Unfortunately, the laptop I had for Gabby did not start – something to do with Windows needing to be re-installed or something (hum… still not sure what the issue was…). When I was in South Africa, I asked a friend who works in IT if he could do something, and explained why (even if not an IT technician, I was sure that he could find a way to fix it). Well… he said that he could, but he had better… and he gave me a more recent 7” laptop instead of the older 15” one… The laptop was not new and the issue it had was that the battery does not hold charge for long – but, hey, we also need to plug the printer, so… fine… it will be perfect! And, icing on the cake, it came with a cool bag!
And so I happily continue my route toward Zambia (not a straight one, going first to another country) with a computer for Gabby. Not long before I was heading to the village, I took the opportunity of a stop with good internet connection to download the software for the printer. At which point I discovered that the Canon printer is not supported under Ubundu (Linux), which was the operating system (OS) of the laptop. Bugger… what now? Well, I spent the next two days learning about Linux, about virtual partitions, trying to install a Windows OS so that we could use the printer. But I could not get the software I needed to do so. And thus, I asked another friend in Zambia if he knew someone who could help… for as cheap as possible… and he did! His IT guy was very happy to help, for Gabby, and he installed Windows for free!
Yeah, ready to roll you would think! Well, not quite as we can only install the full software with the printer plugged in, so had to wait until I was with Gabby. I downloaded the softwares on a stick, ready to go. At which point, we discovered that the screen resolution was not enough to install the photo software. As I had to leave, I left Gabby with some instructions to by-pass the issues. So I hoped. He faced another one, with internet being in French (honestly, I don’t know how that happened as it was not used in France, or by me in French as far as I remember). Anyway… while Gabby managed to sort out the issue of French internet, the printer software was still an issue. Gabby used the computer for other purposes (even if only to store his pictures), but still not for upgrading the service with the pictures.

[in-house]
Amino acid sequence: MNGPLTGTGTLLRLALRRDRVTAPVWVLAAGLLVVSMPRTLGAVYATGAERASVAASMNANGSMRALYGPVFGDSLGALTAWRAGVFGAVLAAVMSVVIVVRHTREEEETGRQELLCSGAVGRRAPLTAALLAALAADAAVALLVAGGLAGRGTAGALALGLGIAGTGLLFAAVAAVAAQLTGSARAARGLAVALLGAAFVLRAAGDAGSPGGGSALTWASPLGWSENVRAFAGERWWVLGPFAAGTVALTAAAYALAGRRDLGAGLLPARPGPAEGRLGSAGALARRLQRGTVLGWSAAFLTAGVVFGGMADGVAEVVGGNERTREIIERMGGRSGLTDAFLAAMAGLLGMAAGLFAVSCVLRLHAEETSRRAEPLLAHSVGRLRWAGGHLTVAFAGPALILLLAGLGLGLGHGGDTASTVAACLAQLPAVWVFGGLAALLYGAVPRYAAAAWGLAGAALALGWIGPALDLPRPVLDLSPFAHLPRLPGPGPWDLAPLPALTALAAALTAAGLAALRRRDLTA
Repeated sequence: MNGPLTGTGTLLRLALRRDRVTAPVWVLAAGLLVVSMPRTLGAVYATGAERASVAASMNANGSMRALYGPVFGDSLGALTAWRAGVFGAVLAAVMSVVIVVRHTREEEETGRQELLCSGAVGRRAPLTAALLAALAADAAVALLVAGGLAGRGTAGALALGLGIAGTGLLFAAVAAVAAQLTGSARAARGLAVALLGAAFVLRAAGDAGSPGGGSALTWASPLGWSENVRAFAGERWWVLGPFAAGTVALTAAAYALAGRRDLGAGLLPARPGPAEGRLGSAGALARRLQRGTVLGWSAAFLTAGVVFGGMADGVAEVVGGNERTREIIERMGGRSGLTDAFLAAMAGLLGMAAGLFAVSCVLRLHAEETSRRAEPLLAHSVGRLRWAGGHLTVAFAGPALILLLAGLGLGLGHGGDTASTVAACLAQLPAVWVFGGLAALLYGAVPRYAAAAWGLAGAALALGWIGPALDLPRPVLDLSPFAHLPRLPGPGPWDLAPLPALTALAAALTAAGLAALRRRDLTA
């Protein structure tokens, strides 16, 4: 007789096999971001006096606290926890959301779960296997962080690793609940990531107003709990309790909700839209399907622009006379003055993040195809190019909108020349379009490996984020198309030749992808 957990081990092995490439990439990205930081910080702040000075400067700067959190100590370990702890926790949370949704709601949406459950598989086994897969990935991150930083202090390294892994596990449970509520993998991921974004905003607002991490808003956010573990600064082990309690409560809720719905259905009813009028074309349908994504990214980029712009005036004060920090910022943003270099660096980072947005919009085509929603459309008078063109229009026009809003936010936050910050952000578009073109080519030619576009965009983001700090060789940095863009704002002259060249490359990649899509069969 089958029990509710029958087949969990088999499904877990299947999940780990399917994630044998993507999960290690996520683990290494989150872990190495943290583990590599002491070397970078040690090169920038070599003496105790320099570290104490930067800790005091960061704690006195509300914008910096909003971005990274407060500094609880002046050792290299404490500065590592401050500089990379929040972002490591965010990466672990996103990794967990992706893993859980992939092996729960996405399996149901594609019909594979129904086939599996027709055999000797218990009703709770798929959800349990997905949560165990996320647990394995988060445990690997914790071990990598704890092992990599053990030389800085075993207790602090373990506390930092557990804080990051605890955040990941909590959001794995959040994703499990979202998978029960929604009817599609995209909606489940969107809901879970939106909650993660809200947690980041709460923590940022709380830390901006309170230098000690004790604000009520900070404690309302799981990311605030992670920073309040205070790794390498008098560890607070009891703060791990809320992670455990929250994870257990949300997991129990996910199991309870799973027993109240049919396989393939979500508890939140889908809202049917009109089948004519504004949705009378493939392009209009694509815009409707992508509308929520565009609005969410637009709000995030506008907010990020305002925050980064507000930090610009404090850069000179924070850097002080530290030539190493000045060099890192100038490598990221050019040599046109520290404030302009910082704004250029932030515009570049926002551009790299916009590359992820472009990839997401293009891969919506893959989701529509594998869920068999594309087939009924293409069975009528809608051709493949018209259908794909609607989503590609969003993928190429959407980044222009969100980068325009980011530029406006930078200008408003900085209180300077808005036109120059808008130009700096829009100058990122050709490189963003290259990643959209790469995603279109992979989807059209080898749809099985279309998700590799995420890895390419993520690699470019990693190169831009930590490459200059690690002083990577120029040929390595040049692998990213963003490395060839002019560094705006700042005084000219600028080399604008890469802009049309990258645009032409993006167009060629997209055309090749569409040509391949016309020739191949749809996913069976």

And so, my next trip to the village was aimed to get internet connection there and try to sort it out…
A few weeks ago, I met with Gabby again and we looked at it. Another couple of set-back as the photo software is no more available, my previous copy of it still say that the screen resolution is not high enough. But… I was with another 2 volunteers, from Italy and Australia, both keen to help Gabby and the village with their photos. And here we are, finding ways to make it work (not the traditional way, but it works!) and teaching Gabby how to do it. When I left, Suzanne and Giulia continued to help Gabby with making the photos, making templates and continuing the lessons.
International teamwork, all the way! And thank you all for your support, to Gabby… and to me!!
So, Gabby, with his big heart in a village in Zambia, illustrates how we can all help each other across borders: from a UK computer with a French lady, we had support in South Africa, then in another town in Zambia, and finished with Australian and Italian expertise in the village.